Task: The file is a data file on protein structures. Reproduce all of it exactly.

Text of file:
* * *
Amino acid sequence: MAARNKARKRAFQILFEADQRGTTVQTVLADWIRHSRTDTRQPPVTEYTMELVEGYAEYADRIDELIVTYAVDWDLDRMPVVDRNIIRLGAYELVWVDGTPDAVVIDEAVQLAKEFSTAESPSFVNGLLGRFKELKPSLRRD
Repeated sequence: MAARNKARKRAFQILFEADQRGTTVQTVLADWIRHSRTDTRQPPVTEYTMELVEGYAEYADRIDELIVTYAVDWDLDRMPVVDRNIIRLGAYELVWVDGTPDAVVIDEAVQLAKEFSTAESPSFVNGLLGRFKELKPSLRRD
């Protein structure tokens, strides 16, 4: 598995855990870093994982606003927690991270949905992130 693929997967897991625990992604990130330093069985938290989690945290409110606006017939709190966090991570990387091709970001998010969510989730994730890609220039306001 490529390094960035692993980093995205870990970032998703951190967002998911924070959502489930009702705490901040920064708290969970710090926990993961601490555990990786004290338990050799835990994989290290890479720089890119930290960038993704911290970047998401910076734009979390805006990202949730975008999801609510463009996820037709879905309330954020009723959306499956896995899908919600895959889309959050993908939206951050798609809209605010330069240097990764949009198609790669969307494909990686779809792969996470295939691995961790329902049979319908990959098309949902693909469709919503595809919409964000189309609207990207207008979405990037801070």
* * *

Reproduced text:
Amino acid sequence: MAARNKARKRAFQILFEADQRGTTVQTVLADWIRHSRTDTRQPPVTEYTMELVEGYAEYADRIDELIVTYAVDWDLDRMPVVDRNIIRLGAYELVWVDGTPDAVVIDEAVQLAKEFSTAESPSFVNGLLGRFKELKPSLRRD
Repeated sequence: MAARNKARKRAFQILFEADQRGTTVQTVLADWIRHSRTDTRQPPVTEYTMELVEGYAEYADRIDELIVTYAVDWDLDRMPVVDRNIIRLGAYELVWVDGTPDAVVIDEAVQLAKEFSTAESPSFVNGLLGRFKELKPSLRRD
């Protein structure tokens, strides 16, 4: 598995855990870093994982606003927690991270949905992130 693929997967897991625990992604990130330093069985938290989690945290409110606006017939709190966090991570990387091709970001998010969510989730994730890609220039306001 490529390094960035692993980093995205870990970032998703951190967002998911924070959502489930009702705490901040920064708290969970710090926990993961601490555990990786004290338990050799835990994989290290890479720089890119930290960038993704911290970047998401910076734009979390805006990202949730975008999801609510463009996820037709879905309330954020009723959306499956896995899908919600895959889309959050993908939206951050798609809209605010330069240097990764949009198609790669969307494909990686779809792969996470295939691995961790329902049979319908990959098309949902693909469709919503595809919409964000189309609207990207207008979405990037801070």